This is a guest editorial from Micah Baldwin, CEO of Graphic.ly, the parent company of iFanboy. Micah's views do not necessarily reflect those of iFanboy.
It was an amazing 2010. Digital comics grew quickly, and, pretty much, every single publisher tested the waters. Some more completely than others, but overall, it was a great year to be involved in digital comics.
As the year came to a close there were a wide range exclamations. Print is Dead! Long Live Print! Digital will be the death of comics! Digital will save us! But what about piracy? Piracy will kill comics! Piracy will save comics! But what about the comic shops? They are screwed! Wait, maybe digital drives more print sales! Yay!
Then the numbers came out in January, and our own Josh Flanagan, in his own Josh Flanagan way, wrote a great post about how not only are the comic book sales numbers significantly down from December, but also significantly down from last January.
And, if you listened just right, you heard an entire industry gulp.
It's just as we predicted! It's worse than we thought! Oh what should we do now?
It's simple. Stop panicking. The industry isnt failing. The sky isnt falling. Superman didnt find some Kryptonite in his Corn Flakes.
Over the past year, I was outside of Boulder for almost 200 days. Each of those days was spent with comic book publishers and creators. When talking to each one, the message was clear. We are doing alright. We cant sit on our laurels and do nothing as the industry shifts and changes, but our ability to tell an amazing story hasn’t been lost. We just have to be able to tell it to new (and in some cases) younger ears.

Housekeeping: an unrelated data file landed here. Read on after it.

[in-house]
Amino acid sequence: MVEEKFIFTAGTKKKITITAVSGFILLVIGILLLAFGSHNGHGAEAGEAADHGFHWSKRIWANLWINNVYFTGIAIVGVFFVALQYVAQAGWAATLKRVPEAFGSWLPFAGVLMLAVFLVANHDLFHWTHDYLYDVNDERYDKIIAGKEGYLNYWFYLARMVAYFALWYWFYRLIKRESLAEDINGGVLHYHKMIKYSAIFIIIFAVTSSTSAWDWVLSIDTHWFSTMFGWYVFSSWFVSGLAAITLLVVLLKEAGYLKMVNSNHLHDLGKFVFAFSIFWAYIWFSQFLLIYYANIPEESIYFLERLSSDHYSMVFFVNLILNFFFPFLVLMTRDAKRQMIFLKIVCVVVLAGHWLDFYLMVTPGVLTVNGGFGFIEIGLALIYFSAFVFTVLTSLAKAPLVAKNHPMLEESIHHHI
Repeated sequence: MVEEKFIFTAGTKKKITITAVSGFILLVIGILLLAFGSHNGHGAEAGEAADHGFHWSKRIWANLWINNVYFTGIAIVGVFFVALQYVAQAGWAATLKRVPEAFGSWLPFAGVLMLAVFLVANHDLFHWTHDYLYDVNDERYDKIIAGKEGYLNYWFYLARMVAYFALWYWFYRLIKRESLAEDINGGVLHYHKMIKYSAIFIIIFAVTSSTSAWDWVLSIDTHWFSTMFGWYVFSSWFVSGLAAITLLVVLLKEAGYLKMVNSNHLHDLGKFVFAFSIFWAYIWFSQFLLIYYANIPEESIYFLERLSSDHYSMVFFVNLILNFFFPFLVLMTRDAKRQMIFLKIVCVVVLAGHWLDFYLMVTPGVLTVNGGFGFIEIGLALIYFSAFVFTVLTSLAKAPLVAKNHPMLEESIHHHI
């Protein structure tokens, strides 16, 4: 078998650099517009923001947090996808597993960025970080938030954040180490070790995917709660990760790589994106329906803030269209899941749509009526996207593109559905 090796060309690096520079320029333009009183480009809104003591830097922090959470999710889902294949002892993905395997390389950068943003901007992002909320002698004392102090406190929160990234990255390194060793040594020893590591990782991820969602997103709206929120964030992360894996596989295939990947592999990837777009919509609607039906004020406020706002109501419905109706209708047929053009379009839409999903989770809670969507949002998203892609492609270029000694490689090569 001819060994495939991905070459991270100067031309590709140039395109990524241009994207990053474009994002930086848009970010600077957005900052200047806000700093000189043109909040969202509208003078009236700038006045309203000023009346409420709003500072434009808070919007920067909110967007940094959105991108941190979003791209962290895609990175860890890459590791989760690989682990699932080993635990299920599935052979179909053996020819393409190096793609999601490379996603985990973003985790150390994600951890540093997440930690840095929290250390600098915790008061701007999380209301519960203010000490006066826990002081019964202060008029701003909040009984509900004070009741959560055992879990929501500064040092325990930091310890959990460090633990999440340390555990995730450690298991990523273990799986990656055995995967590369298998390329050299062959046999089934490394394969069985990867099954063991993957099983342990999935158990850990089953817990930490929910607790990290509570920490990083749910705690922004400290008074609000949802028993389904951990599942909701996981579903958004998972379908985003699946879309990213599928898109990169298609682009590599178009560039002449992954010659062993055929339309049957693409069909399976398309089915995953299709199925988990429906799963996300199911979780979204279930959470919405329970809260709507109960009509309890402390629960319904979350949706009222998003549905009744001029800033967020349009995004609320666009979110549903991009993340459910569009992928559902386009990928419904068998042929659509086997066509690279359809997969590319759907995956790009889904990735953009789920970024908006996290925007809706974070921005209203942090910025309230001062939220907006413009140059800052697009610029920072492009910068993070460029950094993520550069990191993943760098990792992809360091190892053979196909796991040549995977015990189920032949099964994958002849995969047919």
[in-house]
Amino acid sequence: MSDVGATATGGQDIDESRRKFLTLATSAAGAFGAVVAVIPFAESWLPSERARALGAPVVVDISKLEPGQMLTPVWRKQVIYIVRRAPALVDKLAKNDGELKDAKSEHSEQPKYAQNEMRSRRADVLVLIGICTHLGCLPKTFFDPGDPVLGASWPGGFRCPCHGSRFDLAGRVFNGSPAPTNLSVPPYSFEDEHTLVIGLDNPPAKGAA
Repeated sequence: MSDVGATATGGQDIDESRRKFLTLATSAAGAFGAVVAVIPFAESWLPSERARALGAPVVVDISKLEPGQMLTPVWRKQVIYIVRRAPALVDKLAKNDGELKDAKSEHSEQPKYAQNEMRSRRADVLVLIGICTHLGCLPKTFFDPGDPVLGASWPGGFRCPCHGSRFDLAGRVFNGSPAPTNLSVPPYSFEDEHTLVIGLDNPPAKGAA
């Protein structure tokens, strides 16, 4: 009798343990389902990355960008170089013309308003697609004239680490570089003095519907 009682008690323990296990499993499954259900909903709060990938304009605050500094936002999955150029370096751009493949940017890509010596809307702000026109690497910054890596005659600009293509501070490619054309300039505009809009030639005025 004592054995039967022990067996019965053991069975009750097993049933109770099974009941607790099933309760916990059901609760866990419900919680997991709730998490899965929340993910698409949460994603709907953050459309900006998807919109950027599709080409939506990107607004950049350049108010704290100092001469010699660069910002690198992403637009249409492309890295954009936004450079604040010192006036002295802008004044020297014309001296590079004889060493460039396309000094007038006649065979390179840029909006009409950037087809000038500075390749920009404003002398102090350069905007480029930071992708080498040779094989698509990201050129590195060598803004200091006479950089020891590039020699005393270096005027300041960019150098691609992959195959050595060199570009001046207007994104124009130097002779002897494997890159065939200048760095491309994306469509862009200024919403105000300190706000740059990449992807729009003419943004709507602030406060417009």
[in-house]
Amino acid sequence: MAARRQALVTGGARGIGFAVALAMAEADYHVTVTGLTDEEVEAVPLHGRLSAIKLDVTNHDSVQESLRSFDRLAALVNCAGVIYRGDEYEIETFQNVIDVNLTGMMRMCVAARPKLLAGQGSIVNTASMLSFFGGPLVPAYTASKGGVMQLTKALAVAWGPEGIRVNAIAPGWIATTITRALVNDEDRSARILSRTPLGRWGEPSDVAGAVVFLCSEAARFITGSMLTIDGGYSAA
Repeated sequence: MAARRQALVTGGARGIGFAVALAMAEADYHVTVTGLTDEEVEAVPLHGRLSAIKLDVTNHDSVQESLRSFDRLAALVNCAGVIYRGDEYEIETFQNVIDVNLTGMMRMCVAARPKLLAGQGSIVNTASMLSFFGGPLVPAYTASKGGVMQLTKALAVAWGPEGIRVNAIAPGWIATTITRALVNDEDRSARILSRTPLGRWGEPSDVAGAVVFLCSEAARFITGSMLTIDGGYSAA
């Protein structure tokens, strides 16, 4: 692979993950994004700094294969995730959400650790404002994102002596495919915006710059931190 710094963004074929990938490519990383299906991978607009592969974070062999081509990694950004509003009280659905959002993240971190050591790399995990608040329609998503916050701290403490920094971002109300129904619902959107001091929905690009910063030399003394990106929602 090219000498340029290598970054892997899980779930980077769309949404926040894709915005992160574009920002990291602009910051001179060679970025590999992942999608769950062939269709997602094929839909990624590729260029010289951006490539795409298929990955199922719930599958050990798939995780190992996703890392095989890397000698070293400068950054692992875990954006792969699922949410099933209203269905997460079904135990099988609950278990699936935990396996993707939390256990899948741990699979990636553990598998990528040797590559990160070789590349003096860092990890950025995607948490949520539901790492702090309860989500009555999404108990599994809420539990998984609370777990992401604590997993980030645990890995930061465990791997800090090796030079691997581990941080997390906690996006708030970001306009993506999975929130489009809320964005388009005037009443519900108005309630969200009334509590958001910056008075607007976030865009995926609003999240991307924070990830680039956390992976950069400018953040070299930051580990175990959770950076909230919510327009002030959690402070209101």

As many in the industry are looking to Hollywood as their golden ticket (and trust me, some of the best creators in the industry punched that ticket), the truth is that the consumer, and we can see that by the purchase patterns on Graphicly, still love great stories and are happy to spend money on them.
For us, we care a bit less about sales and a bit more about engagement. What we saw in 2010, is that the best stories, Irredeemable, for example, or Kick-Ass, were not read once, but again and again. That the best art was enjoyed on average 3.6 times over the course of just a few months. That stories like Mouse Guard were commented on 10-15 times and discussed over and over and over and over.
We live in a social world. The comic, by its very nature is social, and the industry is beginning to realize and react to that. It is no longer about the number of books you sell, but about the community you grow. The publishers and creators that will continue to thrive in 2011 and infinity and beyond will realize and embrace that.
The comic industry is not in peril, it is in transition. We are learning that to move forward we must first open our arms and minds not only to the new technologies, but to the new way people create, consume, enjoy and share content.
Personally, I am excited for 2011 and what it is bringing to the comic industry. I know that Ron, Josh, Conor and the hundreds of folks inside and outside the industry agree with me.
As always, I welcome the conversation, and can be reached at 720-248-8499 / firstname.lastname@example.org GTALK & email / graphiclyme AIM / @micah twitter.